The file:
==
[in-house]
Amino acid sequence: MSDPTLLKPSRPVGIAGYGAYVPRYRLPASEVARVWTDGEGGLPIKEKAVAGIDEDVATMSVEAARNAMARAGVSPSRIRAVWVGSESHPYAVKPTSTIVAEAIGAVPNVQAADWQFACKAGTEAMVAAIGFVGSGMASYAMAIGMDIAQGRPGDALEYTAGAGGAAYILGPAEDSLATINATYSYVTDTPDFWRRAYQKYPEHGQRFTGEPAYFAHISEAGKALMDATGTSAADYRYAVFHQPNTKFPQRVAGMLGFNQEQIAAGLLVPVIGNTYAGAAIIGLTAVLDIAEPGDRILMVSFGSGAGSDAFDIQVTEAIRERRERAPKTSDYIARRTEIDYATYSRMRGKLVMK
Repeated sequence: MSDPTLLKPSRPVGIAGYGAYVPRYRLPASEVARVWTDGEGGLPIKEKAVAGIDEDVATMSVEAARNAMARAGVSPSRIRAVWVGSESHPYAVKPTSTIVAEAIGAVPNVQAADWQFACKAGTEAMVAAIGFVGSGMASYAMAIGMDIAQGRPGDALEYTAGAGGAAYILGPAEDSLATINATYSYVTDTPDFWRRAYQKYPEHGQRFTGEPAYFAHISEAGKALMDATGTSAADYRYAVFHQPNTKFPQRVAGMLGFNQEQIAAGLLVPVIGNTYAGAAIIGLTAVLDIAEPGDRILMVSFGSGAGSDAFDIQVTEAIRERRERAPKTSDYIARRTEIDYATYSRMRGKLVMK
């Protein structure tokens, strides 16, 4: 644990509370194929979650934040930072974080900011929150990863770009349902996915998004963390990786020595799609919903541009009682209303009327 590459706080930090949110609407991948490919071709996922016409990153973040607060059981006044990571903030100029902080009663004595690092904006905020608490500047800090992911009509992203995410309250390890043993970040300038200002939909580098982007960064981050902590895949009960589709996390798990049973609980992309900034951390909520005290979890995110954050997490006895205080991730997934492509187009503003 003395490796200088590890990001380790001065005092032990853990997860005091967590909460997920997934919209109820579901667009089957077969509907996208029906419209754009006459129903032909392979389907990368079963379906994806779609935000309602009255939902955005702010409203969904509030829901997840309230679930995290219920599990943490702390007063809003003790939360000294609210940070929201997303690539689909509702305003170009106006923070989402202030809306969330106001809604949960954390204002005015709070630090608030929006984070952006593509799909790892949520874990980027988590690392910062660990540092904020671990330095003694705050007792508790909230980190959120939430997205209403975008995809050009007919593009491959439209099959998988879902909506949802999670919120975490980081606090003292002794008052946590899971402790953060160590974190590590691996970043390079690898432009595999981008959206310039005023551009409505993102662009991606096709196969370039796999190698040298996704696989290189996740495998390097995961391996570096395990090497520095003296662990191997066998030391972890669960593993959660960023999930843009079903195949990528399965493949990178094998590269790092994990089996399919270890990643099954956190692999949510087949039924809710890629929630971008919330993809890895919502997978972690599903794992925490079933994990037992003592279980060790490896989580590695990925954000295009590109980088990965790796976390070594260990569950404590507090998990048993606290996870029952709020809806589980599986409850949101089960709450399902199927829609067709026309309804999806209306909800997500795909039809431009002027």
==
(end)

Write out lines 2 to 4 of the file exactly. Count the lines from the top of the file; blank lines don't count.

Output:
Amino acid sequence: MSDPTLLKPSRPVGIAGYGAYVPRYRLPASEVARVWTDGEGGLPIKEKAVAGIDEDVATMSVEAARNAMARAGVSPSRIRAVWVGSESHPYAVKPTSTIVAEAIGAVPNVQAADWQFACKAGTEAMVAAIGFVGSGMASYAMAIGMDIAQGRPGDALEYTAGAGGAAYILGPAEDSLATINATYSYVTDTPDFWRRAYQKYPEHGQRFTGEPAYFAHISEAGKALMDATGTSAADYRYAVFHQPNTKFPQRVAGMLGFNQEQIAAGLLVPVIGNTYAGAAIIGLTAVLDIAEPGDRILMVSFGSGAGSDAFDIQVTEAIRERRERAPKTSDYIARRTEIDYATYSRMRGKLVMK
Repeated sequence: MSDPTLLKPSRPVGIAGYGAYVPRYRLPASEVARVWTDGEGGLPIKEKAVAGIDEDVATMSVEAARNAMARAGVSPSRIRAVWVGSESHPYAVKPTSTIVAEAIGAVPNVQAADWQFACKAGTEAMVAAIGFVGSGMASYAMAIGMDIAQGRPGDALEYTAGAGGAAYILGPAEDSLATINATYSYVTDTPDFWRRAYQKYPEHGQRFTGEPAYFAHISEAGKALMDATGTSAADYRYAVFHQPNTKFPQRVAGMLGFNQEQIAAGLLVPVIGNTYAGAAIIGLTAVLDIAEPGDRILMVSFGSGAGSDAFDIQVTEAIRERRERAPKTSDYIARRTEIDYATYSRMRGKLVMK
């Protein structure tokens, strides 16, 4: 644990509370194929979650934040930072974080900011929150990863770009349902996915998004963390990786020595799609919903541009009682209303009327 590459706080930090949110609407991948490919071709996922016409990153973040607060059981006044990571903030100029902080009663004595690092904006905020608490500047800090992911009509992203995410309250390890043993970040300038200002939909580098982007960064981050902590895949009960589709996390798990049973609980992309900034951390909520005290979890995110954050997490006895205080991730997934492509187009503003 003395490796200088590890990001380790001065005092032990853990997860005091967590909460997920997934919209109820579901667009089957077969509907996208029906419209754009006459129903032909392979389907990368079963379906994806779609935000309602009255939902955005702010409203969904509030829901997840309230679930995290219920599990943490702390007063809003003790939360000294609210940070929201997303690539689909509702305003170009106006923070989402202030809306969330106001809604949960954390204002005015709070630090608030929006984070952006593509799909790892949520874990980027988590690392910062660990540092904020671990330095003694705050007792508790909230980190959120939430997205209403975008995809050009007919593009491959439209099959998988879902909506949802999670919120975490980081606090003292002794008052946590899971402790953060160590974190590590691996970043390079690898432009595999981008959206310039005023551009409505993102662009991606096709196969370039796999190698040298996704696989290189996740495998390097995961391996570096395990090497520095003296662990191997066998030391972890669960593993959660960023999930843009079903195949990528399965493949990178094998590269790092994990089996399919270890990643099954956190692999949510087949039924809710890629929630971008919330993809890895919502997978972690599903794992925490079933994990037992003592279980060790490896989580590695990925954000295009590109980088990965790796976390070594260990569950404590507090998990048993606290996870029952709020809806589980599986409850949101089960709450399902199927829609067709026309309804999806209306909800997500795909039809431009002027």